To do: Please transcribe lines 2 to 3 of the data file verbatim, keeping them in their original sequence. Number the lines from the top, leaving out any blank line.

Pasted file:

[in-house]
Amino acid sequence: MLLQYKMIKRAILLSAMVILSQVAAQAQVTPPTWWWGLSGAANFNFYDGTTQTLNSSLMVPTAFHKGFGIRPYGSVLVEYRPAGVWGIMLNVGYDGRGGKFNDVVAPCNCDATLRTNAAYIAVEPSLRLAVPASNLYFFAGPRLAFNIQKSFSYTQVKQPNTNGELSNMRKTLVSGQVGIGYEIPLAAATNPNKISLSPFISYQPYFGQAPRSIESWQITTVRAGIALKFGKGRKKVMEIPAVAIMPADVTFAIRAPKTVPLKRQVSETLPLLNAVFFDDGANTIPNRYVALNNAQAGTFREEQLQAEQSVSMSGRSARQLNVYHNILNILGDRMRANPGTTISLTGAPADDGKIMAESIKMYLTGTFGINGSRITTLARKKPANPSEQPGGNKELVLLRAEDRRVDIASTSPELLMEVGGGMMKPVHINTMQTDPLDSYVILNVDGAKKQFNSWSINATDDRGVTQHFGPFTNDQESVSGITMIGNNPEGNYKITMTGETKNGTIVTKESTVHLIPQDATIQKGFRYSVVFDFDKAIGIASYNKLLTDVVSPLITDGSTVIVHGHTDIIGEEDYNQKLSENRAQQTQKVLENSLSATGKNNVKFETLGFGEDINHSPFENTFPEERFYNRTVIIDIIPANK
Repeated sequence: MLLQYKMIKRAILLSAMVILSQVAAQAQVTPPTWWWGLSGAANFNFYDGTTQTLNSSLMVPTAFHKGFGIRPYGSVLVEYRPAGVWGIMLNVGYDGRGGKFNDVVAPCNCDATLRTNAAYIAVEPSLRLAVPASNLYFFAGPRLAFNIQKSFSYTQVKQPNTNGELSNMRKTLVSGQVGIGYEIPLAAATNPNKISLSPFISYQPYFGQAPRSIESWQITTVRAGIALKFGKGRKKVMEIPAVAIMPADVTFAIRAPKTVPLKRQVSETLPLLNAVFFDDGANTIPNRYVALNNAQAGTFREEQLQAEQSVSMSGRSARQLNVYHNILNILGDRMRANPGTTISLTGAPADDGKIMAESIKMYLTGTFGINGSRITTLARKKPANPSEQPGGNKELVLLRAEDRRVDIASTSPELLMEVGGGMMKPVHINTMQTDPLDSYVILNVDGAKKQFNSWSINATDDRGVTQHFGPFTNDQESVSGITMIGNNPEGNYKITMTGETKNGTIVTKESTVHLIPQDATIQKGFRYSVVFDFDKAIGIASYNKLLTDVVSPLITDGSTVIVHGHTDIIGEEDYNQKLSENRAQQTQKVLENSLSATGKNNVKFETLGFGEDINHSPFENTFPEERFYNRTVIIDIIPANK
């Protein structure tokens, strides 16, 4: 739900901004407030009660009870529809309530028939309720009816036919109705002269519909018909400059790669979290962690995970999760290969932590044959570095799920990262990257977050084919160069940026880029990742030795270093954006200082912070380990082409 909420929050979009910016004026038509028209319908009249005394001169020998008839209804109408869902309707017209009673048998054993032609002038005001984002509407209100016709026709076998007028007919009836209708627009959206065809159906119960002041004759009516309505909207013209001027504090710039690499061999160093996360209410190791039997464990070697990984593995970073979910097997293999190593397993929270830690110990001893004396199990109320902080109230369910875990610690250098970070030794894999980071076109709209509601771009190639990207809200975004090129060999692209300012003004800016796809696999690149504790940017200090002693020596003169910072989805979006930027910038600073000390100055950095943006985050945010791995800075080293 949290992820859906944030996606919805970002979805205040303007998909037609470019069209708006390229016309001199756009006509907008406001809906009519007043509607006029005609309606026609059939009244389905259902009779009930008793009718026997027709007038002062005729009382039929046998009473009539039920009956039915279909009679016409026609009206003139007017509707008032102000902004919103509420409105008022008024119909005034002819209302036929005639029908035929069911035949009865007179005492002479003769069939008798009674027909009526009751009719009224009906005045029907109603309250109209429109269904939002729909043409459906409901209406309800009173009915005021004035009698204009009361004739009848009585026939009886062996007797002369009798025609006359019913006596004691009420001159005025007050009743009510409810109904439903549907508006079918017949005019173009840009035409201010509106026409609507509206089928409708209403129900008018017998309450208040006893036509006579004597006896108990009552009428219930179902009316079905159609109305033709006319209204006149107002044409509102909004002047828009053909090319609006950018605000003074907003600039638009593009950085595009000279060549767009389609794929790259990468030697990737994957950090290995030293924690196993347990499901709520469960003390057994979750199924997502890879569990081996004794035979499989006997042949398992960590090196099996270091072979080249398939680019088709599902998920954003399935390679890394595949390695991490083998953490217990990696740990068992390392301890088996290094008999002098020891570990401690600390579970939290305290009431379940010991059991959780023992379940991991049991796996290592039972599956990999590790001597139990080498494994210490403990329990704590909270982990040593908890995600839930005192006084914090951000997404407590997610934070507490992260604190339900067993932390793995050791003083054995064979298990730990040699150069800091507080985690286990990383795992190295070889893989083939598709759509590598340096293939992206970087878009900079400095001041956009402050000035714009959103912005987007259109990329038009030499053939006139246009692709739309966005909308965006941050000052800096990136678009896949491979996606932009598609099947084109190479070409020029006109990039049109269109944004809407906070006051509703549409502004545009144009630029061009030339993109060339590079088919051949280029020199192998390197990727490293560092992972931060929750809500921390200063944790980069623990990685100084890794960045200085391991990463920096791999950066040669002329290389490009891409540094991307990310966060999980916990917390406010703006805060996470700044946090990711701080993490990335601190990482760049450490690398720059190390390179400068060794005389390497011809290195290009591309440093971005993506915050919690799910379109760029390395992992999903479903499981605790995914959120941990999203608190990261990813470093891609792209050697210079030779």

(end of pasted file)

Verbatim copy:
Amino acid sequence: MLLQYKMIKRAILLSAMVILSQVAAQAQVTPPTWWWGLSGAANFNFYDGTTQTLNSSLMVPTAFHKGFGIRPYGSVLVEYRPAGVWGIMLNVGYDGRGGKFNDVVAPCNCDATLRTNAAYIAVEPSLRLAVPASNLYFFAGPRLAFNIQKSFSYTQVKQPNTNGELSNMRKTLVSGQVGIGYEIPLAAATNPNKISLSPFISYQPYFGQAPRSIESWQITTVRAGIALKFGKGRKKVMEIPAVAIMPADVTFAIRAPKTVPLKRQVSETLPLLNAVFFDDGANTIPNRYVALNNAQAGTFREEQLQAEQSVSMSGRSARQLNVYHNILNILGDRMRANPGTTISLTGAPADDGKIMAESIKMYLTGTFGINGSRITTLARKKPANPSEQPGGNKELVLLRAEDRRVDIASTSPELLMEVGGGMMKPVHINTMQTDPLDSYVILNVDGAKKQFNSWSINATDDRGVTQHFGPFTNDQESVSGITMIGNNPEGNYKITMTGETKNGTIVTKESTVHLIPQDATIQKGFRYSVVFDFDKAIGIASYNKLLTDVVSPLITDGSTVIVHGHTDIIGEEDYNQKLSENRAQQTQKVLENSLSATGKNNVKFETLGFGEDINHSPFENTFPEERFYNRTVIIDIIPANK
Repeated sequence: MLLQYKMIKRAILLSAMVILSQVAAQAQVTPPTWWWGLSGAANFNFYDGTTQTLNSSLMVPTAFHKGFGIRPYGSVLVEYRPAGVWGIMLNVGYDGRGGKFNDVVAPCNCDATLRTNAAYIAVEPSLRLAVPASNLYFFAGPRLAFNIQKSFSYTQVKQPNTNGELSNMRKTLVSGQVGIGYEIPLAAATNPNKISLSPFISYQPYFGQAPRSIESWQITTVRAGIALKFGKGRKKVMEIPAVAIMPADVTFAIRAPKTVPLKRQVSETLPLLNAVFFDDGANTIPNRYVALNNAQAGTFREEQLQAEQSVSMSGRSARQLNVYHNILNILGDRMRANPGTTISLTGAPADDGKIMAESIKMYLTGTFGINGSRITTLARKKPANPSEQPGGNKELVLLRAEDRRVDIASTSPELLMEVGGGMMKPVHINTMQTDPLDSYVILNVDGAKKQFNSWSINATDDRGVTQHFGPFTNDQESVSGITMIGNNPEGNYKITMTGETKNGTIVTKESTVHLIPQDATIQKGFRYSVVFDFDKAIGIASYNKLLTDVVSPLITDGSTVIVHGHTDIIGEEDYNQKLSENRAQQTQKVLENSLSATGKNNVKFETLGFGEDINHSPFENTFPEERFYNRTVIIDIIPANK